“Camera matching” is a system used during the enclosing stage of direct mail production to ensure that two or more personalised mail items are enclosed together into the same outer envelope.
The cameras scan each piece and if an error is discovered the enclosing machine stops and asks the operator to correct the error before resuming.
The camera system also serves a dual purpose in checking that 100% of a mailing is being enclosed. The cameras are used to check the sequential number of each pack and if a run isn’t in sequence or an item is missing then the machine will stop and ask the operator to check and correct the error.
The camera system also writes information to a computer log that can be interrogated at a later point to ensure that everything is in order and to identify any packs that may need to be manually checked at the end of the enclosing run.
How does it work?
For a camera system to work effectively it needs 3 things:
- A Camera for each personalised item (picture above), so two-way matching would require 2 cameras, and two-way with 100% verification would require 3 cameras.
- A computer to connect to the cameras and do the requisite checks and to send a signal to the enclosing machine in the case of an error.
- Some form of barcode on the piece(s) for the cameras to read. This is usually in the form of a 2D Data Matrix Barcode (picture below) but can be 3 of 9 Barcodes or OCR readable fonts.
The Technical Part
As can be seen from the image of the barcode above, the cameras capture the image in black and white only. This gives the image a greater amount of contrast to give the software the best chance of analysing the image.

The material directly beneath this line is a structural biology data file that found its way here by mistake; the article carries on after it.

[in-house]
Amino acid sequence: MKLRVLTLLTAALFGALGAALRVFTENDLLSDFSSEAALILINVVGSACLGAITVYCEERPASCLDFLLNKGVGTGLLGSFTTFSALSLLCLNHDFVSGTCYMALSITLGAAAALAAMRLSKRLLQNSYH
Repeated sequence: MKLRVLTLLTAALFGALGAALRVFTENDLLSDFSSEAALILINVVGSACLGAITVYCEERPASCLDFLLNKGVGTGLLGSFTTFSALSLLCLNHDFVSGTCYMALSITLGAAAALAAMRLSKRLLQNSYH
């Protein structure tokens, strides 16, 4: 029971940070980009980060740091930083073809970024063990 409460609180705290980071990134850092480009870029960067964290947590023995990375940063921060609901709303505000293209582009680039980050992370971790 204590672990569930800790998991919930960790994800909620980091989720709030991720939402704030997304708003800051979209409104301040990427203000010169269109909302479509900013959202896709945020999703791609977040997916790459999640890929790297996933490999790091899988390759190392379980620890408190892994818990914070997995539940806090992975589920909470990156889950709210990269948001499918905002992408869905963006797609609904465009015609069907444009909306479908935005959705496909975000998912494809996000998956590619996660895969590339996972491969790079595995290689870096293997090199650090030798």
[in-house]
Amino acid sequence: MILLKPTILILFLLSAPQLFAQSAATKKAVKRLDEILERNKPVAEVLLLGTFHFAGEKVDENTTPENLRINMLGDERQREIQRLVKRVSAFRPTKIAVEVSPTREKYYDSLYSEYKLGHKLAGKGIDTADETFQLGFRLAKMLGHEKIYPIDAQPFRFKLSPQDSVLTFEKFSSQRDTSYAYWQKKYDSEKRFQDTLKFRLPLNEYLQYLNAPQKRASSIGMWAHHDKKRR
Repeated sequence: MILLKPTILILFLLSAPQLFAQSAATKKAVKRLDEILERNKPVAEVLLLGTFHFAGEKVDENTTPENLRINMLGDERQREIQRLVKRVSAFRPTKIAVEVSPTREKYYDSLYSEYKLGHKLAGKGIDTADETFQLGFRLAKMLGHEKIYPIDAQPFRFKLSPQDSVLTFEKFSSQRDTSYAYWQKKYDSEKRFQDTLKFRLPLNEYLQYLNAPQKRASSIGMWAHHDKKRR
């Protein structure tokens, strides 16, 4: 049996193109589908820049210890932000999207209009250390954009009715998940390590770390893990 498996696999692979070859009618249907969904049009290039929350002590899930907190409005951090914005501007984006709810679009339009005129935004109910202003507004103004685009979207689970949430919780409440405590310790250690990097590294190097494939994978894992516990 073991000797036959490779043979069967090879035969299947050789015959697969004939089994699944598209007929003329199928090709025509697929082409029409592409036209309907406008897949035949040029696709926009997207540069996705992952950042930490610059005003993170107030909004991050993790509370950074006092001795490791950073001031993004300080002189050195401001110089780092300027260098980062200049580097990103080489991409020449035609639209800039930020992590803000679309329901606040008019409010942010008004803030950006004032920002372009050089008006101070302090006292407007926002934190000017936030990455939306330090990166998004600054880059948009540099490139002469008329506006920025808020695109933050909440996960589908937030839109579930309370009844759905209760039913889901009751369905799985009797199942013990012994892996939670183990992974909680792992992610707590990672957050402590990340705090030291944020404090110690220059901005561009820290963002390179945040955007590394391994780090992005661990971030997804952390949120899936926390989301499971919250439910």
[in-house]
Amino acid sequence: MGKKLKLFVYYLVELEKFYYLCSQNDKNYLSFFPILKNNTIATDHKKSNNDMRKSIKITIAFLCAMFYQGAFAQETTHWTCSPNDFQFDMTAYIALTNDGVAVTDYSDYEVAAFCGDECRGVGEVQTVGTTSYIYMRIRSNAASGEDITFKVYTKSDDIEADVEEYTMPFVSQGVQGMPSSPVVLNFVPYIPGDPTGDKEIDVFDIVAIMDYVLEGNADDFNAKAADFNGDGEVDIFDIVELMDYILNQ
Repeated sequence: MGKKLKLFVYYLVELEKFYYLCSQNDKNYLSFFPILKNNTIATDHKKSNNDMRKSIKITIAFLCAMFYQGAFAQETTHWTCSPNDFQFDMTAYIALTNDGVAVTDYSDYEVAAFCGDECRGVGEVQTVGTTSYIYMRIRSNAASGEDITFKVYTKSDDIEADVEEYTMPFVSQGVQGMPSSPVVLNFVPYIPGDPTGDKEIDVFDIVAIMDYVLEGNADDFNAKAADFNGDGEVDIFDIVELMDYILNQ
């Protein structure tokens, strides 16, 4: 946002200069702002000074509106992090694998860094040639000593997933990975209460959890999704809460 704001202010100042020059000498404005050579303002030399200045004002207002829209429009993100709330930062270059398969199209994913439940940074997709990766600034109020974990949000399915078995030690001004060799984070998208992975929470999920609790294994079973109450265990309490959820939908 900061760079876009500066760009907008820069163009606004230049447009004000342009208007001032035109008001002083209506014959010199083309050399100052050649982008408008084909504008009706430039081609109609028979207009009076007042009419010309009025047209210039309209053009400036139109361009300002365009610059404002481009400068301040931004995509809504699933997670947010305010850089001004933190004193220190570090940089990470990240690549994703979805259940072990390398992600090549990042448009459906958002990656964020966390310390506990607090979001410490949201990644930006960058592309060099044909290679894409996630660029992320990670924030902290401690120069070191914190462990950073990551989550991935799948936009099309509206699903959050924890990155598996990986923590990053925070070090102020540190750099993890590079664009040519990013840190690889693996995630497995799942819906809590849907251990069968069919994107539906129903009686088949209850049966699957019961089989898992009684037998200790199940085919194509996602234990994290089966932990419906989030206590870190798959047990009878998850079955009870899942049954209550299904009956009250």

Although the cameras can read a barcode printed in coloured ink, it is recommended to put the barcodes as black or to use a very dark colour when designing mail pieces; this gives the camera matching system the best chance of correctly identifying the barcodes and allows enclosing machines to run at higher speeds.
Once each barcode on each mailing item have been read successfully the computer can compare the values. Running a two-way matching job the system checks that both of the barcode values are identical; for three-way matching jobs, three values would need to be identical.
Producing a large number of items for a direct mail job sometimes results in a small number of items becoming damaged, these are known as spoils and are discarded; customers can however request a job be 100%, which means that every single item will be guaranteed to be produced and mailed successfully.
Camera matching is used to check 100% mailings by logging each barcode on every mailing item, and once all of the mailing items have been scanned software is then used to check if all of the required sequence numbers appear in the camera logs; any missing items can be re-produced and added to the mailing run.